watching the Atlanta premiere of Bobby JonesStroke of
Genius at the Fox Theater on March 31, Robert T. Jones Jr.
Scholar Beth Lynch nudged Marjorie Nunn 61C, who was sitting
in the seat next to her.
had spotted herself in the movie, said Nunn, associate
director of institutional advancement and administrator of the
Bobby Jones Scholarship program.
four Bobby Jones Scholars who came to Emory this year from the
University of St. Andrews in Scotland had a special treat: serving
as extras in the Bobby Jones biopic that opened in theaters
across the country April 30.
in 1920s garbtweed knickers, vests, and caps for the men;
long-sleeved dresses and wide-brimmed hats for the ladies
Chris Dale, Tim Hayden-Smith, Rob Huddart, and Lynch, were in
the background of scenes filmed last fall at East Lake Golf
elbows with celebrities like Jim Caviezel, star of The Passion
of the Christ, who portrays Jones in the movie, and Malcolm
McDowell, who plays Atlanta Journal writer O.B. Keeler, was
thrilling, the scholars admit.
day was fantastic, says Huddart. I was cast as a
caddie for an opponent of Bobby Jones. We were taken to costume
at 5:30 a.m., then headed over to the set, where Jim Caviezel
was practicing his swing. . . . After having seen the film,
it appears to be an accurate portrayal of a great man. I am
proud to be associated with his name and to learn more about
could take out of my life everything except my experiences
at St. Andrews and I would still have had a rich and full
Robert T. Jones Jr., October 9, 1958
Robert T. Bobby Jones Jr. Scholarship program started
in 1976, the brainchild of Atlanta attorney F.M. Buster
Bird, who was a former lawpartner of Bobby Jones.
a mechanical engineering graduate of Georgia Tech who earned
a masters degree in English from Harvard and attended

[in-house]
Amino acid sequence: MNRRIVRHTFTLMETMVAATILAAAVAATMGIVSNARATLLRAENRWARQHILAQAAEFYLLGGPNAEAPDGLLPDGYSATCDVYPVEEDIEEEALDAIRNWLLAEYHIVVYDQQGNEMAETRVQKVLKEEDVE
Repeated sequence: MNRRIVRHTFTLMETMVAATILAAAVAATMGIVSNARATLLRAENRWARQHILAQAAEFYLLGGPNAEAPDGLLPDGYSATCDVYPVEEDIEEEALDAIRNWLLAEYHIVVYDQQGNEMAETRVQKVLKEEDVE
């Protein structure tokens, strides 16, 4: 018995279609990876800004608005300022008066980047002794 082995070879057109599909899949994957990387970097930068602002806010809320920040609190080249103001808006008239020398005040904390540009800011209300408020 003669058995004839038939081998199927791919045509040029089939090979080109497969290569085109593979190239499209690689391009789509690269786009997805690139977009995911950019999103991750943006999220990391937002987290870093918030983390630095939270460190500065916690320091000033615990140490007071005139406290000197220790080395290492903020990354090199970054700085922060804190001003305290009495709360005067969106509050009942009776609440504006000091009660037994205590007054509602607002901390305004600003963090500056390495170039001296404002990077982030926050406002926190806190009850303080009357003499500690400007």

Emory law school in 1926 and 1927, became world-renowned when
in 1930 he won golfs Grand Slamthe British
Open, British Amateur, U.S. Open, and U.S. Amateur. Jones went
on to found Augusta National Golf Club and its prestigious annual
tournament, The Masters. After his death in 1971, a group of
friends and colleagues honored him with a trust, which funds
the scholarship program.
Andrews, Scotlands oldest university, is adjacent to the
Royal and Ancient Golf Club and the legendary Old Course, and
seemed the perfect institution for such an exchange. The city
had long ago adopted Bobby Jones, granting him the Freedom of
the City and Royal Borough of St. Andrews in 1958.
year, four scholars are sent to St. Andrews from Emory and four
travel to Emory from St. Andrews. Scholars are mostly recent
graduates or graduate students (although an occasional undergraduate
is selected); their room, board, tuition, and travel are covered.
the host country and serving as ambassadors abroad
an important part of the program, says Senior Vice President
of Institutional Advancement William H. Fox 79 PhD, who
heads the Atlanta-Emory Trust of the Jones Foundation.
a magnificent year after college, says Fox. We hope
the students will take their academics very seriously, but we
likewise want them to let this year be one of expanding horizons.
the program began, two hundred and twelve scholars have participated.
The scholars from St. Andrews typically involve themselves in
extracurricular and community activities while hereover
the years, they have taken part in Volunteer Emory, written
for the Emory Wheel, taught science to fifth-graders in downtown
Atlanta, played on Emorys golf and tennis teams, performed